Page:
Are the key players in Washington’s finance and mortgage lending issues up to the task of reforming our system. Do they even see the need?
Asking Price: $479,000
Address: 10 Fuchsia Irvine, CA 92604
Was a long and dark December
From the rooftops I remember
There was snow
Clearly I remember
From the windows they were watching
While we froze
When the future’s architectured
By a carnival of idiots on show
You’d better lie low
Violet Hill — Coldplay
Who is the architect of our system for financing real estate? We know our current system enabled a massive housing bubble. Is that the system we want to keep in place?
If we reform this system, Christopher Dodd (shown below), Barney Frank, Ben Bernanke and Tim Geithner are the men we must to rely on to get it done right.
I suppose, it could be worse…
I have outlined both A Free-Market Solution to Prevent Housing Bubbles and Regulatory Solutions to Prevent the Next Housing Bubble. I am not holding my breath…. Neither is Paul Krugman:
In the grim period that followed Lehman’s failure, it seemed inconceivable that bankers would, just a few months later, be going right back to the practices that brought the world’s financial system to the edge of collapse. At the very least, one might have thought, they would show some restraint for fear of creating a public backlash.
I was startled last week when Mr. Obama, in an interview with Bloomberg News, questioned the case for limiting financial-sector pay: “Why is it,” he asked, “that we’re going to cap executive compensation for Wall Street bankers but not Silicon Valley entrepreneurs or N.F.L. football players?”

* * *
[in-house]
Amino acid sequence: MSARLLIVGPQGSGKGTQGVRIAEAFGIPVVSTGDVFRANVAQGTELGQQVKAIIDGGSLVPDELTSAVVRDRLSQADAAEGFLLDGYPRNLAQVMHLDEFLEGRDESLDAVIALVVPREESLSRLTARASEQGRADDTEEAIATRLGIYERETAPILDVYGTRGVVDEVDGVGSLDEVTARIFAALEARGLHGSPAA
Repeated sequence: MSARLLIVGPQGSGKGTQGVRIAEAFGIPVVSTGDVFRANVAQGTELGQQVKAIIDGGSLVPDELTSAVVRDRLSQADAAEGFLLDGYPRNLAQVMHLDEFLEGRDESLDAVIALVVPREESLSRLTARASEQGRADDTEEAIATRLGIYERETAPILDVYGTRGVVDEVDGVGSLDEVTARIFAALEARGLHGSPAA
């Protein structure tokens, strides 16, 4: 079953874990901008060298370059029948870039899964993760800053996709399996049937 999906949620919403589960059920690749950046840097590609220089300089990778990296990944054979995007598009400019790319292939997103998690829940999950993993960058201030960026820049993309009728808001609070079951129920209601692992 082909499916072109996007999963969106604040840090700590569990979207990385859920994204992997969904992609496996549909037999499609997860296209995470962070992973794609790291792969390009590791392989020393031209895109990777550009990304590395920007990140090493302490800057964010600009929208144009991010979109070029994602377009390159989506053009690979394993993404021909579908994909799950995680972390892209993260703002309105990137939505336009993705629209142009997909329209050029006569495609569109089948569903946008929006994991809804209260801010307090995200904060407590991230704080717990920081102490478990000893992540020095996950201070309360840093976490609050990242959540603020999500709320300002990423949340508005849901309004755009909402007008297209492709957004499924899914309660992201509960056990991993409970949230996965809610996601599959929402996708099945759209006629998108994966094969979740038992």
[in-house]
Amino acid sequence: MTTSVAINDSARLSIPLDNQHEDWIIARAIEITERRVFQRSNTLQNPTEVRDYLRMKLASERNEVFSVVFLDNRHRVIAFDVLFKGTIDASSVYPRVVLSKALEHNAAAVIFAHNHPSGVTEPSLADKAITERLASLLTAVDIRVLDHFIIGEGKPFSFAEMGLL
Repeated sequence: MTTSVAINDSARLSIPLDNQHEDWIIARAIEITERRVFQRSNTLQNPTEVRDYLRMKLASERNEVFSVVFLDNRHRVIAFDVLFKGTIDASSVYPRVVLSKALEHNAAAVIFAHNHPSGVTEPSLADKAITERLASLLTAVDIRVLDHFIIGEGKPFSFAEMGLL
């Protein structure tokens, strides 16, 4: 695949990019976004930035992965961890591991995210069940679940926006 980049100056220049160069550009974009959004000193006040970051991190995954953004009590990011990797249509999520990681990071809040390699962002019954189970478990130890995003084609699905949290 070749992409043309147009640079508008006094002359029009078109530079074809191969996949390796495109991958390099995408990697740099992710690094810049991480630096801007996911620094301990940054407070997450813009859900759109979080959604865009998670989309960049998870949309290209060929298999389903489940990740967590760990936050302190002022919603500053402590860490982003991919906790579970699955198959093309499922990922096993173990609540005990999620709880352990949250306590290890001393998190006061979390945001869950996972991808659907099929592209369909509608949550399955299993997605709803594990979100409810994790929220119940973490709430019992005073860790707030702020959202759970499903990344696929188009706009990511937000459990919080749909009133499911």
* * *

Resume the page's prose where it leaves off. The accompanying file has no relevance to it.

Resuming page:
That’s an astonishing remark — and not just because the National Football League does, in fact, have pay caps. Tech firms don’t crash the whole world’s operating system when they go bankrupt; quarterbacks who make too many risky passes don’t have to be rescued with hundred-billion-dollar bailouts. Banking is a special case — and the president is surely smart enough to know that.
All I can think is that this was another example of something we’ve seen before: Mr. Obama’s visceral reluctance to engage in anything that resembles populist rhetoric. And that’s something he needs to get over.
Without leadership from the administration and a desire in Congress, reform has little or no chance.
Christopher Dodd is Democratic politician currently serving as the senior U.S. Senator from Connecticut, according to Wikipedia. Most importantly for this issue, he is Chairman of the Committee on Banking, Housing, and Urban Affairs. According to Michael Moore, Christopher Dodd is in Countrywide’s pocket. His involvement with the housing bubble is less well known than the other players. I do remember his idiotic populism appealing to homedebtors during the presidential campaign. He doesn’t seem to get it.
Now, Christopher Dodd wants to put the Federal Reserve in charge of out entire financial system. That doesn’t sound like a good idea to me, nor does is sound like a good idea to Calculated Risk. Imagine how bad Alan Greenspan could have screwed up our financial system if he would have been in charge of the whole thing.